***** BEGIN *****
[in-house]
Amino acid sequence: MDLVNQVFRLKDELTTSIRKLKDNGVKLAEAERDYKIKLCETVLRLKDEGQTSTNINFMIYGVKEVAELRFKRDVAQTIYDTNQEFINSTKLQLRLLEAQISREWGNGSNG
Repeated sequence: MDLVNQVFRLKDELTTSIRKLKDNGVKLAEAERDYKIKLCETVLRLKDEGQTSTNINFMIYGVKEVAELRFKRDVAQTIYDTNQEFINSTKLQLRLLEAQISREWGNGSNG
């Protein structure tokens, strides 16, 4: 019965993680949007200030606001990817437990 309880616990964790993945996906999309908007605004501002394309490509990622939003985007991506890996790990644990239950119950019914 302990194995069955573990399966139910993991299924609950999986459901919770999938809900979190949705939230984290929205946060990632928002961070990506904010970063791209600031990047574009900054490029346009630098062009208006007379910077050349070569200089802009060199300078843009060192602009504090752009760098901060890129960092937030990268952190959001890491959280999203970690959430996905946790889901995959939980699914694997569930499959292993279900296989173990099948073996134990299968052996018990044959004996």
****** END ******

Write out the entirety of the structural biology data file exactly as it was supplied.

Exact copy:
[in-house]
Amino acid sequence: MDLVNQVFRLKDELTTSIRKLKDNGVKLAEAERDYKIKLCETVLRLKDEGQTSTNINFMIYGVKEVAELRFKRDVAQTIYDTNQEFINSTKLQLRLLEAQISREWGNGSNG
Repeated sequence: MDLVNQVFRLKDELTTSIRKLKDNGVKLAEAERDYKIKLCETVLRLKDEGQTSTNINFMIYGVKEVAELRFKRDVAQTIYDTNQEFINSTKLQLRLLEAQISREWGNGSNG
């Protein structure tokens, strides 16, 4: 019965993680949007200030606001990817437990 309880616990964790993945996906999309908007605004501002394309490509990622939003985007991506890996790990644990239950119950019914 302990194995069955573990399966139910993991299924609950999986459901919770999938809900979190949705939230984290929205946060990632928002961070990506904010970063791209600031990047574009900054490029346009630098062009208006007379910077050349070569200089802009060199300078843009060192602009504090752009760098901060890129960092937030990268952190959001890491959280999203970690959430996905946790889901995959939980699914694997569930499959292993279900296989173990099948073996134990299968052996018990044959004996």